Keywords: Queercore, 1990s popular music, interview ethnography, feminism, homonormativity
3. In Defense of Teenage Dreams: Katy Perry, Gay-Rights Activism, and Accusations of Emptiness
Eric Smialek, McGill University
Since 2010, Katy Perry has increased her political visibility, notably through the Trevor Project supporting gay rights and her endorsement of Hillary Clinton. Despite this activity, music journalism and scholarship has de-emphasized Perry’s personal agency when writing about her career. In scholarly articles, Perry becomes a product of neoliberalism (Clark 2014, James 2014a, 2014b), capitalism (Vesey 2015), and postfeminism (Walser 2015) rather than a contradictory and complex individual who deserves both admiration and critique. Musical discussions of her songs are often cursory and dismissive while her videos and lyrics usually receive a singular, authoritative interpretation that fits a critical theory. Without a more charitable appraisal of her work, grounded in the experiences of fans, scholarship risks diminishing her impact in popular culture and, I argue, reproducing the misogynistic discourses that critical theories ostensibly critique. My presentation demonstrates how Katy Perry’s gay-rights activism extends to her recordings and videos through pop-culture references that resonate with gay audiences. “Walking On Air” (2013) uses 1990s deep house and Eurodance to recall the atmosphere of ’90s circuit parties, lavish dance events for gay men. Its guest appearances from Sabina Ddumba and the Tensta Gospel Choir evoke “diva” performances expressive of gay identity since the disco era. “Peacock” (2010), which Perry intended as a gay- pride anthem (Pastorek 2010), captures a class-inflected, cruising mentality by drawing from campy cheerleader anthems such as Toni Basil’s “Mickey” (1982) and inner-city, dance fantasies (e.g. Gwen Stefani’s “Hollaback Girl” , the Step Up films, the series So You Think You Can Dance). Given her investment in mass-media, commercial success, the song’s controversial reception with straight music critics raises questions about which audiences Perry prioritized. Ultimately, I argue that these songs, combined with Perry’s public activism, demonstrate a social consciousness and personal agency that Perry’s critics have yet to acknowledge.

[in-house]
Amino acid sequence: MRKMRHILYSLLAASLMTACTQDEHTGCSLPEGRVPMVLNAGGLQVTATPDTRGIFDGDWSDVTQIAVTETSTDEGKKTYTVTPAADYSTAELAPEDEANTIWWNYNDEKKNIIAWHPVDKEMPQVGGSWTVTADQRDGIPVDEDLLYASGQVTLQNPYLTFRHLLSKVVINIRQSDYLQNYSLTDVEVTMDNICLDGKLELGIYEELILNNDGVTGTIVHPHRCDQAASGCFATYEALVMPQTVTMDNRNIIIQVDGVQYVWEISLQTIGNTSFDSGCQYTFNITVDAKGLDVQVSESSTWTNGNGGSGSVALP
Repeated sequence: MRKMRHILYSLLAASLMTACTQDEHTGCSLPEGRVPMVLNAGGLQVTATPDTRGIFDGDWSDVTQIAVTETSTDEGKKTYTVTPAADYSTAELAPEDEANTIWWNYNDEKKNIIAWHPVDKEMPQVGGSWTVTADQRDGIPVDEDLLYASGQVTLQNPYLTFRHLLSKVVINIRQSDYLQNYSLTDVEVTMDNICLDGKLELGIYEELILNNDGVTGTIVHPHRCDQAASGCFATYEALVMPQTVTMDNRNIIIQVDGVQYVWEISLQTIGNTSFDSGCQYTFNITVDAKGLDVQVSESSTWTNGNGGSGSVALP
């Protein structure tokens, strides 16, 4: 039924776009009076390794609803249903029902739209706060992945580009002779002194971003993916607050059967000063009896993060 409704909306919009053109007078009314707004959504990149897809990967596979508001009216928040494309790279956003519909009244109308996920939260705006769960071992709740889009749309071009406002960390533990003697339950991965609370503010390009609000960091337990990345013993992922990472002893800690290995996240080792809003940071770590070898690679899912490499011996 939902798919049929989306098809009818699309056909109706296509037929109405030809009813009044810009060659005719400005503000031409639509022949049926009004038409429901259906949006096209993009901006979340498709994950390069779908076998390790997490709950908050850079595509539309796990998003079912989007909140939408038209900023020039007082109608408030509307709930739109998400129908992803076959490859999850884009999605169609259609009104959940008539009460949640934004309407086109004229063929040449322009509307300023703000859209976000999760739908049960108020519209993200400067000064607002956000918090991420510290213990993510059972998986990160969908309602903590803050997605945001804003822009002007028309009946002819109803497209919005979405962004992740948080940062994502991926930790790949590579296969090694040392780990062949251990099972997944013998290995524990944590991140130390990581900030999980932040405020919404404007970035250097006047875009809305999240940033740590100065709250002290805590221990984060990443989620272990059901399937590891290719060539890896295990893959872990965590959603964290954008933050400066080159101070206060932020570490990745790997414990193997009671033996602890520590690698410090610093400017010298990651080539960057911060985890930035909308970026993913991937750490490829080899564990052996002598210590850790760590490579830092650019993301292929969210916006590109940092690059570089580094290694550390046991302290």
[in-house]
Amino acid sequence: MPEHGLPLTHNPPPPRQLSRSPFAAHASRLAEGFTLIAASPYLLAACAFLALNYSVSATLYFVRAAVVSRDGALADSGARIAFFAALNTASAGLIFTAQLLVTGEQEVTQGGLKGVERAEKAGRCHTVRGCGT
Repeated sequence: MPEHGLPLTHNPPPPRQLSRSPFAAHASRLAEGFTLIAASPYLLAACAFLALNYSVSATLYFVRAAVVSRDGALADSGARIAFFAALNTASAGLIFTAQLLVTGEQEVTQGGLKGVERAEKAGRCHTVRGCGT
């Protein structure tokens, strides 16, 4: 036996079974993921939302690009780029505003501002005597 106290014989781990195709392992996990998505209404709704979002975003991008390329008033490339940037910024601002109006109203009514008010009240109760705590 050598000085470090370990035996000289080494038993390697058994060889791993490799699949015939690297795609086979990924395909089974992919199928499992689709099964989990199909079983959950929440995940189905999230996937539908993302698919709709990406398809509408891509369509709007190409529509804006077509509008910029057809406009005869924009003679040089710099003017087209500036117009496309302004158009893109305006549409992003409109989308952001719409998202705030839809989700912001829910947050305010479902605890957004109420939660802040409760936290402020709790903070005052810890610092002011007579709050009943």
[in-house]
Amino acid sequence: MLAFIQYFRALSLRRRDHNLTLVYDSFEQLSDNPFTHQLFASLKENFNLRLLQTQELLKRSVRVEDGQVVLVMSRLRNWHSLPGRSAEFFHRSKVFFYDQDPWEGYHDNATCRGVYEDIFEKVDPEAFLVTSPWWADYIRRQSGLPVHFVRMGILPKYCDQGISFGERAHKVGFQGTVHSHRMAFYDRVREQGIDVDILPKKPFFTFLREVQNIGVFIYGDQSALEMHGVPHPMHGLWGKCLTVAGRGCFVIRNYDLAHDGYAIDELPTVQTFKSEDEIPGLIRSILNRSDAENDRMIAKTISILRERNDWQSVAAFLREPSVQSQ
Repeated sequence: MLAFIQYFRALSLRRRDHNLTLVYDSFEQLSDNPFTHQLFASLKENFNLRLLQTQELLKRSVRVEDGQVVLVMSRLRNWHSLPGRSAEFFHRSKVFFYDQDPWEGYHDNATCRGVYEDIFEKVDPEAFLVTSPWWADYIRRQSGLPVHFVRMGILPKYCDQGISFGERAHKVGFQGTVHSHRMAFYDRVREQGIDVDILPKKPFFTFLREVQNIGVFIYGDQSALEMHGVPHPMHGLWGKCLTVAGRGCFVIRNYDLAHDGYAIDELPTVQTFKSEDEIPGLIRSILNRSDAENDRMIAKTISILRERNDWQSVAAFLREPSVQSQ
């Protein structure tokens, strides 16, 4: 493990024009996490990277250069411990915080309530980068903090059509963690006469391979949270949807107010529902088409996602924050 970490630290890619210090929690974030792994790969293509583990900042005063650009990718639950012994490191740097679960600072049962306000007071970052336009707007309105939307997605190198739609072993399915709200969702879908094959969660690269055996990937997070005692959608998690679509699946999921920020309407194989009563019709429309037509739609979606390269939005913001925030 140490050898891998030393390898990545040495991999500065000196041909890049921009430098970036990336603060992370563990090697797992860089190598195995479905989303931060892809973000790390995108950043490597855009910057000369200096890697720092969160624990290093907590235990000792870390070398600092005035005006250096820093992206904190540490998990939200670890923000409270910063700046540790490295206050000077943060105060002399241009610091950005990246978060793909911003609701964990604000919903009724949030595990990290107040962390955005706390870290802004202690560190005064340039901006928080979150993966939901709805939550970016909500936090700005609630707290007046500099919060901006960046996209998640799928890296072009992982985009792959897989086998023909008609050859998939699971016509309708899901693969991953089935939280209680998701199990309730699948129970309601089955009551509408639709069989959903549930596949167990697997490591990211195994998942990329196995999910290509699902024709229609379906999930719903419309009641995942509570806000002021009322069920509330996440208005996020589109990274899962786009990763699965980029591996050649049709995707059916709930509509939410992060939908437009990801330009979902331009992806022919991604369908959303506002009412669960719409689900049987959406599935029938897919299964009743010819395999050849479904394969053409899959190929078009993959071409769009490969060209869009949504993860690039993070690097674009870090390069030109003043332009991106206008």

Keywords: Katy Perry, gay rights, queer theory, genre, feminism